With photographs by Paul Nicklen, Cristina Mittermeier, and Keith Ladzinski. As always, an incredible look at a continent we continue to learn more about — and a continent whose biosphere is rapidly changing.

Lasts Longer →

Horace Dediu · Asymco · ·

I agree with Horace, this was a huge strategic announcement by Lisa Jackson at Apple’s recent keynote:

[Lisa Jackson] laid out a goal for Apple to eliminate the need to mine new materials from the Earth.

She said that to reach that goal Apple will have to do three things:

  1. Sourcing recycled or renewable materials for all products.
  2. Ensure that Apple products last as long as possible.
  3. After a long life of use, ensure that they are recycled properly.

It’s this second point that I thought would bring the house down.

To emphasize the second point she said Apple now strives to design and build durable products that last as long as possible. That means long-lasting hardware coupled with long-lasting software. She pointed out that iOS 12 runs even on iPhone 5S, now five years old. Because iPhones last longer, you can keep using them or pass them on to someone who will continue to use them after you upgrade.

She said that “keeping iPhones in use” is the best thing for the planet.

At this point in the presentation I wondered if everyone would rush out of the room and call their broker to sell Apple shares.

A wonderful look inside Apple and the history of Infinite Loop from Steven Levy, a long time chronicler of Apple.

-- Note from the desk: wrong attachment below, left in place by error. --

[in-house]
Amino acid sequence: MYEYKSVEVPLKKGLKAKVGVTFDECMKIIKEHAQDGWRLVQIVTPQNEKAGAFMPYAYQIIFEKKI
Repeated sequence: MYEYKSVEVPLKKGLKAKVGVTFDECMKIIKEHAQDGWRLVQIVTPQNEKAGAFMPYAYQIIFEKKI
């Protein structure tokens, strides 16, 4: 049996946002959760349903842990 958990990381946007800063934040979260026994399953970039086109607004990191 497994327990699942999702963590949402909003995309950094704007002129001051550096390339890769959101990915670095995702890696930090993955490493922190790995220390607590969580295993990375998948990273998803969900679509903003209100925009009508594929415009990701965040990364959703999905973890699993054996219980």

For more than a year I’ve been interviewing Apple employees, past and present, about their recollections of Infinite Loop. In their own words, edited for clarity and concision, here is the story of a plot of land in Cupertino, California, that brought us the Mac revival, the iPod, iTunes, the iPhone, and the Steve Jobs legacy.

Enemy Bylines →

David Pell · NextDraft · ·

Today, in a coordinated effort led by the Boston Globe, news organizations across the United States printed, posted, shared their perspective on this idea:

A central pillar of President Trump’s politics is a sustained assault on the free press. Journalists are not classified as fellow Americans, but rather “the enemy of the people.” This relentless assault on the free press has dangerous consequences. We asked editorial boards from around the country – liberal and conservative, large and small – to join us today to address this fundamental threat in their own words.

From David Pell’s perspective:

For Nixon supporters, one of the key lessons of his era was that a corrupt president could be weakened and even destroyed by the combined investigative efforts of law enforcement and a free press. Trump has spent a good portion of his presidency attacking both — so that by the time he utters his version of “I am not a crook,” the institutions tasked with countering that statement will have been greatly weakened in the eyes of voters. While Brennan and the hundreds of media outlets are correct to make their stand, it’s worth noting that these battle lines have been drawn within a framework of Trump’s creation. Trump vs the media and Trump vs the so-called deep state are the battles he wants, and like those fought in the 60s and 70s, the outcome of this battle will define America for years to come.